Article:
Inbound vs outbound marketing boils down to two different types of people. Those who will go seek out your product and those who you need to seek out. This is not an article to discuss the ethics of either approach of marketing, rather simply to discuss the differences. These two marketing methods are very different, but no one can deny that they both work. You might find that one or the other works best for you. Typically, you do not choose one or the other exclusively. You will run both types of marketing efforts but focus more heavily on the one that works best for you. Now, what’s the difference between inbound vs outbound marketing?
What is Inbound Marketing?
Inbound marketing is typically referred to as the more ethical way to market your product/service. This is because inbound marketing is more subtle and not in your typical sales hunting way. It is the way of attracting customers with helpful information until they become your customers. This is typically done through marketers that focus their efforts on content marketing, SEO, and social media. These are all ways you can get in front of your ideal customers and have them come to you. Inbound marketing may be non-promotional (in a way) and not forced onto people, but that’s not to say it’s easy. Marketers spend hours upon hours creating content, developing social media strategies, and pouring over SEO criteria to rank higher. Like any campaign, you need a solid strategy to see any success.
This type of marketing takes upfront investment, lots of time, excellent content creation, a clear outline, and promotional experience, therefore it can be very difficult to get right. Regardless of whether we are discussing inbound vs outbound marketing, the one thing that can bring your efforts to collapse around you is content. If your content is not up to par or is not engaging, everything else won’t matter.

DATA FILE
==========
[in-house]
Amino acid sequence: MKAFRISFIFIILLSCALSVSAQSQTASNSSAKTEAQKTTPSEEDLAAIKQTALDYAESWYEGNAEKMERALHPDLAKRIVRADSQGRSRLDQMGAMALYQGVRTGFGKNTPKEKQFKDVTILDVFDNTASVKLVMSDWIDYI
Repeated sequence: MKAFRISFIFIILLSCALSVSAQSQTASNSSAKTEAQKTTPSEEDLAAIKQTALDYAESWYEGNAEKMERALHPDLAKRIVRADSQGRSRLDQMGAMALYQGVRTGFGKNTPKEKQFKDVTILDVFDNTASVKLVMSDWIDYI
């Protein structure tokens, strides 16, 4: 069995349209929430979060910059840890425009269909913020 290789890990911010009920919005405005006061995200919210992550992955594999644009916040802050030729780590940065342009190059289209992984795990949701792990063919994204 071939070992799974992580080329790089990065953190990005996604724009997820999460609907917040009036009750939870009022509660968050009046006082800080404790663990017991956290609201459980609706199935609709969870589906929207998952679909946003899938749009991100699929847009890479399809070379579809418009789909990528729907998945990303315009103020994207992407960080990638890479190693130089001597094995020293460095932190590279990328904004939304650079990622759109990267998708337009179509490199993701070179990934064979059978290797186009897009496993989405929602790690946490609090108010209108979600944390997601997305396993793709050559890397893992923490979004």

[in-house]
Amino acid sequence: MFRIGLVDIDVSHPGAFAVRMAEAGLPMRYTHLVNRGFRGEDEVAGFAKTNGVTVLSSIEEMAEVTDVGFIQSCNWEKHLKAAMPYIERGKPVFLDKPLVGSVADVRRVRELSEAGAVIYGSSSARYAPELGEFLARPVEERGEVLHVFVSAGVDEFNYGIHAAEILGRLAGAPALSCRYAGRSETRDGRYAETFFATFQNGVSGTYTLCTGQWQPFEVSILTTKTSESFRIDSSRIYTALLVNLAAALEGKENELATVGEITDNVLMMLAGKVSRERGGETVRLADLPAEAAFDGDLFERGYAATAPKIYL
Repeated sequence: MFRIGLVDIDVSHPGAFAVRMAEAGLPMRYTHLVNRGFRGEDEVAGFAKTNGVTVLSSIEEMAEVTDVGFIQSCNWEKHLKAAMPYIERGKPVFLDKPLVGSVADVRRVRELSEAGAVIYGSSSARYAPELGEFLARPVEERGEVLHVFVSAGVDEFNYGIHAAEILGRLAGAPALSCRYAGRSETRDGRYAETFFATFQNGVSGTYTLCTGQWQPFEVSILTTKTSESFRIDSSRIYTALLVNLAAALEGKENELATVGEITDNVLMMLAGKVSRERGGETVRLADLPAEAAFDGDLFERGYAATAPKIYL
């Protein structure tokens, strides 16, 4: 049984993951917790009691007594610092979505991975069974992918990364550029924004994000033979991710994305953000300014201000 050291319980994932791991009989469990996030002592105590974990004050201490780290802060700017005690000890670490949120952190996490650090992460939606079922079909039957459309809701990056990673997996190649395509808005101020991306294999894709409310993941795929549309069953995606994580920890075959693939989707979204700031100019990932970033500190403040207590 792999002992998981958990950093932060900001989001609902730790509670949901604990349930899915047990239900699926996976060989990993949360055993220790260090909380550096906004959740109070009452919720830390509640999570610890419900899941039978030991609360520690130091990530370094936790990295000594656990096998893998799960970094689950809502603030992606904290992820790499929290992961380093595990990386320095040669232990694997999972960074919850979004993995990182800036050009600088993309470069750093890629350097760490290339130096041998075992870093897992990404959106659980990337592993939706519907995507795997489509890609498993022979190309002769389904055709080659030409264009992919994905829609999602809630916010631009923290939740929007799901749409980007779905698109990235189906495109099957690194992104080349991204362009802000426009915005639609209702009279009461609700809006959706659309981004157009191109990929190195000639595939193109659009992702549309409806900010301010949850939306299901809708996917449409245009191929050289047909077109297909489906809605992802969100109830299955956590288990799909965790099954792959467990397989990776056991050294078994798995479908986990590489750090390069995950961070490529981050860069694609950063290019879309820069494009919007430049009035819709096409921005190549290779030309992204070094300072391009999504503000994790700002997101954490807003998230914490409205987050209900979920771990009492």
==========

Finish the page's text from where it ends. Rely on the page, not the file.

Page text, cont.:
When to Use Inbound Marketing
As great as you think your inbound marketing efforts are, you will not see immediate results, regardless if you are in a niche with little to no competition. This is due to the search index ranking. It takes time to understand what content works for your niche, tailor your content to that niche, and have search engines rank you high enough to be seen. On the other hand, in the long-term, inbound marketing can cost over 60% less compared to outbound tactics. Once you have your content out in the world, you can drive evergreen organic traffic, pull visitors, leads, and customers. Once you start ranking well and the content you post starts ranking well, it can remain there for some time. You can see why inbound marketing is typically the preferred approach for those of you who are looking for long-term efforts.
Unfortunately, that sounds easier than it really is. You can’t just create content when it is convenient and sit back for your success to grow. This is where a clearly defined strategy comes in. Your strategy has to cover everything from audience research, competitive analysis, link building, and a clear outline for your blog and social media. This is not to say that if you build your strategy, it is set in stone. You must always be tracking, testing, comparing, and adapting your strategy. Algorithms, your audience, topics, etc. are always changing and it is your job to stay on top of it.
What is Outbound Marketing?